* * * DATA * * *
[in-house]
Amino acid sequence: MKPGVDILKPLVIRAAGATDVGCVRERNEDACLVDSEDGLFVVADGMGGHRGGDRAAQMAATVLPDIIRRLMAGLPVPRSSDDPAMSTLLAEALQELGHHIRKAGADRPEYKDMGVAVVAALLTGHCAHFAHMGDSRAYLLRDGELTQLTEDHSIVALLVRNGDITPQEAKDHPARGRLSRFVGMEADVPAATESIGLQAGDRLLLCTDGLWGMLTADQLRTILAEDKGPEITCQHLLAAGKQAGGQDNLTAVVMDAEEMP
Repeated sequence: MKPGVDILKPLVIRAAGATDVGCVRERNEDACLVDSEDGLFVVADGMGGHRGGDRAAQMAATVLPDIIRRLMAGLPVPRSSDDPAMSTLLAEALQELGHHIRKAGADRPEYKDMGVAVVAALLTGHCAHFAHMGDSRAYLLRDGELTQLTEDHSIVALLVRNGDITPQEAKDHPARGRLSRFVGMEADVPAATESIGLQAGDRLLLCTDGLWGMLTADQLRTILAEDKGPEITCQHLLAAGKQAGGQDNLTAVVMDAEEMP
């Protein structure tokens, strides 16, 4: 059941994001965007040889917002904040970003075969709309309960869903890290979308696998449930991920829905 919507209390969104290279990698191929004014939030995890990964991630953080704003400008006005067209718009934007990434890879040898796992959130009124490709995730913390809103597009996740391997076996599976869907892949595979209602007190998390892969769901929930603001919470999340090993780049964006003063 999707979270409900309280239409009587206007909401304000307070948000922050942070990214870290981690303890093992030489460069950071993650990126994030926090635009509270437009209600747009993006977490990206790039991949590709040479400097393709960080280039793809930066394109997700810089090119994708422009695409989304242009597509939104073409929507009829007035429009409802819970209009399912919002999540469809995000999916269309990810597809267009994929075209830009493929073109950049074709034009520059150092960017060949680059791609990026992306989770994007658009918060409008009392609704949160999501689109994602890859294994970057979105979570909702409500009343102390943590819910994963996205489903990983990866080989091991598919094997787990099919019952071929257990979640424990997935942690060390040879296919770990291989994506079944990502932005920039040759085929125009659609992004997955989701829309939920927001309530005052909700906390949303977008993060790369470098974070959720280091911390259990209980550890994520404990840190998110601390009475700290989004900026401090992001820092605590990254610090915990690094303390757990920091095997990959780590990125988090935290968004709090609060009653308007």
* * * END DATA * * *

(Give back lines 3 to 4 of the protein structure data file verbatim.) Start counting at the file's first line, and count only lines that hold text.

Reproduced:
Repeated sequence: MKPGVDILKPLVIRAAGATDVGCVRERNEDACLVDSEDGLFVVADGMGGHRGGDRAAQMAATVLPDIIRRLMAGLPVPRSSDDPAMSTLLAEALQELGHHIRKAGADRPEYKDMGVAVVAALLTGHCAHFAHMGDSRAYLLRDGELTQLTEDHSIVALLVRNGDITPQEAKDHPARGRLSRFVGMEADVPAATESIGLQAGDRLLLCTDGLWGMLTADQLRTILAEDKGPEITCQHLLAAGKQAGGQDNLTAVVMDAEEMP
């Protein structure tokens, strides 16, 4: 059941994001965007040889917002904040970003075969709309309960869903890290979308696998449930991920829905 919507209390969104290279990698191929004014939030995890990964991630953080704003400008006005067209718009934007990434890879040898796992959130009124490709995730913390809103597009996740391997076996599976869907892949595979209602007190998390892969769901929930603001919470999340090993780049964006003063 999707979270409900309280239409009587206007909401304000307070948000922050942070990214870290981690303890093992030489460069950071993650990126994030926090635009509270437009209600747009993006977490990206790039991949590709040479400097393709960080280039793809930066394109997700810089090119994708422009695409989304242009597509939104073409929507009829007035429009409802819970209009399912919002999540469809995000999916269309990810597809267009994929075209830009493929073109950049074709034009520059150092960017060949680059791609990026992306989770994007658009918060409008009392609704949160999501689109994602890859294994970057979105979570909702409500009343102390943590819910994963996205489903990983990866080989091991598919094997787990099919019952071929257990979640424990997935942690060390040879296919770990291989994506079944990502932005920039040759085929125009659609992004997955989701829309939920927001309530005052909700906390949303977008993060790369470098974070959720280091911390259990209980550890994520404990840190998110601390009475700290989004900026401090992001820092605590990254610090915990690094303390757990920091095997990959780590990125988090935290968004709090609060009653308007």